Streaming device maker Roku could have an Amazon Echo-type smart speaker in the works, a Variety report published Monday suggests. Meanwhile, Los Gatos, California-based Roku is looking to raise as much as $220 million when it goes public next month, according to an SEC filing Monday. Roku did not immediately respond to a request for confirmation or comment on the Variety report, which is based on new job postings at Roku and other public records.
You'll need to wait a bit longer to borrow money from your friends on iMessage. Tuesday is the release day for Apple's new mobile operating system, iOS 11. But its new Venmo-style peer-to-peer Apple Pay feature won't be a part of the release. The new feature lets you send payments to friends or anyone else in your contacts list via iMessage or Siri on the iPhone, iPad or Apple Watch. In June, Apple said the new feature would be "coming this fall," first to US users.
You can't always judge a Facebook post by its number of likes. That's one of the takeaways from a new study (PDF) documenting a security loophole that allowed at least a million Facebook accounts -- some real, some fake -- to generate more than 100 million "likes" and comments as part of so-called "collusion networks."
Muck Rack makes it simple to find people, tweets, or articles that mention any name, keyword, company, hashtag etc. We've compiled this guide to help you make the most of your search.
Selecting a term
Start searching tweets, articles from media outlets, articles mentioned in tweets, journalists'
names, titles and bios with some suggested searches:
Companies or Topics (e.g. iPhone, Microsoft)
Phrases (e.g. "cloud computing") — use quotes to keep the terms together
Twitter handles (e.g. @username) — returns those who have mentioned or replied to
Names (e.g. "David Pogue")
Hashtags (e.g. #sxsw, #london2012)
Bio details (e.g. vegan, Olympics, father)
Muck Rack's Advanced Search allows for many boolean operators.
Find results that mention multiple specified terms, use AND or
+. For example, ensure each result contains both Elon Musk and Mark Zuckerberg by
searching Obama AND Romney or Obama + Romney.
Use the operators OR or , to broaden your search when you'd like either of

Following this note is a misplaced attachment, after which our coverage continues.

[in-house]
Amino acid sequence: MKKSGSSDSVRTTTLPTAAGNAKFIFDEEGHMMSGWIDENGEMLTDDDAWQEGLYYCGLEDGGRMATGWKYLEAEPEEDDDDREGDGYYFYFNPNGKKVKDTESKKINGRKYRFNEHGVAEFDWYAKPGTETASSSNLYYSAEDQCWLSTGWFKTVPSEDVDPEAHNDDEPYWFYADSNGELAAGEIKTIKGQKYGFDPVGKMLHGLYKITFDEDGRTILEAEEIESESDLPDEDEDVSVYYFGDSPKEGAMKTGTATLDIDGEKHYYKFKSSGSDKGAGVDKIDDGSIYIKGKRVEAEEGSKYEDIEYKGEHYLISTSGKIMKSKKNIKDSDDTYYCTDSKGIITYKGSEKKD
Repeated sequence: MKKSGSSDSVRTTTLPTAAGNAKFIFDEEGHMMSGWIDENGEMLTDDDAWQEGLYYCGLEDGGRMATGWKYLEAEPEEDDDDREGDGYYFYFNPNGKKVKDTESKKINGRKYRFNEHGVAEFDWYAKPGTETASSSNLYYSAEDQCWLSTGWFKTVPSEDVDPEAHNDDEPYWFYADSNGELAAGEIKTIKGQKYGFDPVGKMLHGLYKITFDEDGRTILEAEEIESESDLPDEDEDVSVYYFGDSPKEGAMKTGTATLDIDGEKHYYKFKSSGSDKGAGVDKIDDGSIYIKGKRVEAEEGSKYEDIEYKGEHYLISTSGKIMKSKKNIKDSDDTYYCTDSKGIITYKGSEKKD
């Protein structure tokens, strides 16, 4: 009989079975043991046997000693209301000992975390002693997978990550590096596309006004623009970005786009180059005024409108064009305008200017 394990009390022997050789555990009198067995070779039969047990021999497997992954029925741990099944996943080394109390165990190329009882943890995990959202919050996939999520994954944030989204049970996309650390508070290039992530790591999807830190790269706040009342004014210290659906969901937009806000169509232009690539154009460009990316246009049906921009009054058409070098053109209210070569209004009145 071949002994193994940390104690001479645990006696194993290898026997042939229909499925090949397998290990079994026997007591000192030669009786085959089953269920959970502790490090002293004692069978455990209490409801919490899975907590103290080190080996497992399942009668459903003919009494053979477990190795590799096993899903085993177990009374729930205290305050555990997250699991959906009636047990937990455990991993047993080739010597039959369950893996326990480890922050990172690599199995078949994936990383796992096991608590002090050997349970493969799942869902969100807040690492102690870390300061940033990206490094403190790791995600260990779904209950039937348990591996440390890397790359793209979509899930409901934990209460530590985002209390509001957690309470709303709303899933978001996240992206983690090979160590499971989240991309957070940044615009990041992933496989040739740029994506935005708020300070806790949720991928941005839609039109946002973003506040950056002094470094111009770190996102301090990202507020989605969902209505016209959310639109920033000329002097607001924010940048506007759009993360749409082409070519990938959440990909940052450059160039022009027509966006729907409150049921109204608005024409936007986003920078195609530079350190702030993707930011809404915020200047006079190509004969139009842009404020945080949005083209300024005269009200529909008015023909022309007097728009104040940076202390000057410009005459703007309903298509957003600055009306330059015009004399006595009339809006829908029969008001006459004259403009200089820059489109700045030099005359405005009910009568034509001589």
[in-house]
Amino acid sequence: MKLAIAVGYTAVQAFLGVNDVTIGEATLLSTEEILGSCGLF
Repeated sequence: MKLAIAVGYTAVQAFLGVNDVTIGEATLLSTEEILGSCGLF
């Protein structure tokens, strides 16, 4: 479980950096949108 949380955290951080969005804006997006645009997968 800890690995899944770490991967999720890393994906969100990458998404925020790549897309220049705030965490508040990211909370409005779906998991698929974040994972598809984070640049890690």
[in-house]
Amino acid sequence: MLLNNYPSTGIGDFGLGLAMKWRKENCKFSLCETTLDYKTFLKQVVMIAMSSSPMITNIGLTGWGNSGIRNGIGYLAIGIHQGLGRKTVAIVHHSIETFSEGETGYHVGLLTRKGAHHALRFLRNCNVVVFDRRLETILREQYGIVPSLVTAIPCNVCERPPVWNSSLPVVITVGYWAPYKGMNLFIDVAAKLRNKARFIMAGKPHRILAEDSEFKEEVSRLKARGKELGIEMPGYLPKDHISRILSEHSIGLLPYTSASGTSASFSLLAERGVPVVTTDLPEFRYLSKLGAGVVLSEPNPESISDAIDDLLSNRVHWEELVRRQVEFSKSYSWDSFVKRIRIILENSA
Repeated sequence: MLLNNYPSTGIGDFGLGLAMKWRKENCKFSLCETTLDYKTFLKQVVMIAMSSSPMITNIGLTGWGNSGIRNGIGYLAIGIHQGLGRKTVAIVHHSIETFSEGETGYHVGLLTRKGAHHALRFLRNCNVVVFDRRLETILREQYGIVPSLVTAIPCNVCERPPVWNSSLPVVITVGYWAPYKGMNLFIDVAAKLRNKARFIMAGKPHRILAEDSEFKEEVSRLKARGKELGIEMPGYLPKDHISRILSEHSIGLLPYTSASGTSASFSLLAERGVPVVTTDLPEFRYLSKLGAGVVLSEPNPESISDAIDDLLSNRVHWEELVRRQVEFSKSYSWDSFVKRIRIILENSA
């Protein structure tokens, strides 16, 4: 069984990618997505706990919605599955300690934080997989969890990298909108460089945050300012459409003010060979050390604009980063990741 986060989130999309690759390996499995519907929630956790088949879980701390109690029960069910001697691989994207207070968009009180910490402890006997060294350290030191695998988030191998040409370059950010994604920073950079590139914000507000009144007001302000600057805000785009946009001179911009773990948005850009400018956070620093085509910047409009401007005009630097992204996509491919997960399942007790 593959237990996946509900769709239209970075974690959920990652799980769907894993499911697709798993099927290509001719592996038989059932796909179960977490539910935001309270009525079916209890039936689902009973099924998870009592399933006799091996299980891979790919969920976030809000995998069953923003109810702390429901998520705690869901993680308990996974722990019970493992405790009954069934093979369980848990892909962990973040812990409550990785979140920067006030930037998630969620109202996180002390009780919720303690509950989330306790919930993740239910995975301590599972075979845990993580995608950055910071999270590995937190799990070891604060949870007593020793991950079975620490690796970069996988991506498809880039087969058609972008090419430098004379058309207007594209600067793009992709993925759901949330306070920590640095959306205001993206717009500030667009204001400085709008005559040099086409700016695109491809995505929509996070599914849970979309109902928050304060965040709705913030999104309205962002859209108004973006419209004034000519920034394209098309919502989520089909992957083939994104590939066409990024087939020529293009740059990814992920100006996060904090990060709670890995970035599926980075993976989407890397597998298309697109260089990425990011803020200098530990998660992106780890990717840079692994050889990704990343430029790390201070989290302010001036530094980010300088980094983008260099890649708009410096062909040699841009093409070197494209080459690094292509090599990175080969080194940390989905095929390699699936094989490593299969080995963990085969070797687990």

multiple terms to appear in results. (This is the default behavior of our search when no operators
are used.) For example, search for democrat OR republican to find results that refer to
Democrats and/or Republicans.
Use NOT or - to subtract results from your search. For
example, searching Disney will yield results about the Walt Disney Company as well as Walt Disney
World Resort. To exclude mentions of Disney World, search for Disney -World or Disney
When using one of these operators with a phrase, enclose it in quotation marks. For example, you can
find results about smartphones excluding Apple's iPhone 4S by searching smartphone -"iPhone
Exact case matching or punctuation
If you're searching for a brand name or keyword that relies on specific punctuation marks or capitalization, you can
find results that match your exact query by adding matchcase: before the keyword you're searching for, like matchcase:E*TRADE .
Use parentheses to separate multiple
boolean phrases. For example, to find journalists talking about having fun in Disney World or
Disneyland, search for ("disney world" OR disneyland) AND fun.
An asterisk can be used to search for any variation of a root word truncated by the asterisk. For example, searching for admin* will return results for administrator, administration, administer, administered, etc.
A near operator is an AND operator where you can control the distance between the words. You can vary the distance the near operation uses by adding a forward slash and number (between 0-99) such as strawberries NEAR/10 "whipped cream", which means the strawberries must exist within 10 words of "whipped cream".